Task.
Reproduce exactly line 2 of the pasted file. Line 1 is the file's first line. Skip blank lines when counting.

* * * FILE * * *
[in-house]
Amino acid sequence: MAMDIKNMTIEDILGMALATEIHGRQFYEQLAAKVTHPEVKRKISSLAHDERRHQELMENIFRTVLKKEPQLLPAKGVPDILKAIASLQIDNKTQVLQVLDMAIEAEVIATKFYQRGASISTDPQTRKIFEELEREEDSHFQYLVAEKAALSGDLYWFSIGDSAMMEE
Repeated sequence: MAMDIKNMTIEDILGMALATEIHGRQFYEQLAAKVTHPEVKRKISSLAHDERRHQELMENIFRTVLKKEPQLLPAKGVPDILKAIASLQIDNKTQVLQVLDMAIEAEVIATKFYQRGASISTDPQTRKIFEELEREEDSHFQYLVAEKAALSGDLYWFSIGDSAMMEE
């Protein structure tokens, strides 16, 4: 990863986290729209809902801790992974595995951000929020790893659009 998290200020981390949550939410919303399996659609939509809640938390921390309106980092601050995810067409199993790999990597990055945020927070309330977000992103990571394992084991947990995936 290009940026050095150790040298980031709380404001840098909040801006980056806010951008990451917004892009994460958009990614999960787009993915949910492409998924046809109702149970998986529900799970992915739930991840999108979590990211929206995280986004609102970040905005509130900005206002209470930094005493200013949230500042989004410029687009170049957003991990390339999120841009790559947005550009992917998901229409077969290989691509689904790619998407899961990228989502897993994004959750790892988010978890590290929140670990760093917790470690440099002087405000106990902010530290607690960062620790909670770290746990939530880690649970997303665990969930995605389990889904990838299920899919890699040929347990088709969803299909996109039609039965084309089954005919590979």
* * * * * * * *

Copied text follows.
Amino acid sequence: MAMDIKNMTIEDILGMALATEIHGRQFYEQLAAKVTHPEVKRKISSLAHDERRHQELMENIFRTVLKKEPQLLPAKGVPDILKAIASLQIDNKTQVLQVLDMAIEAEVIATKFYQRGASISTDPQTRKIFEELEREEDSHFQYLVAEKAALSGDLYWFSIGDSAMMEE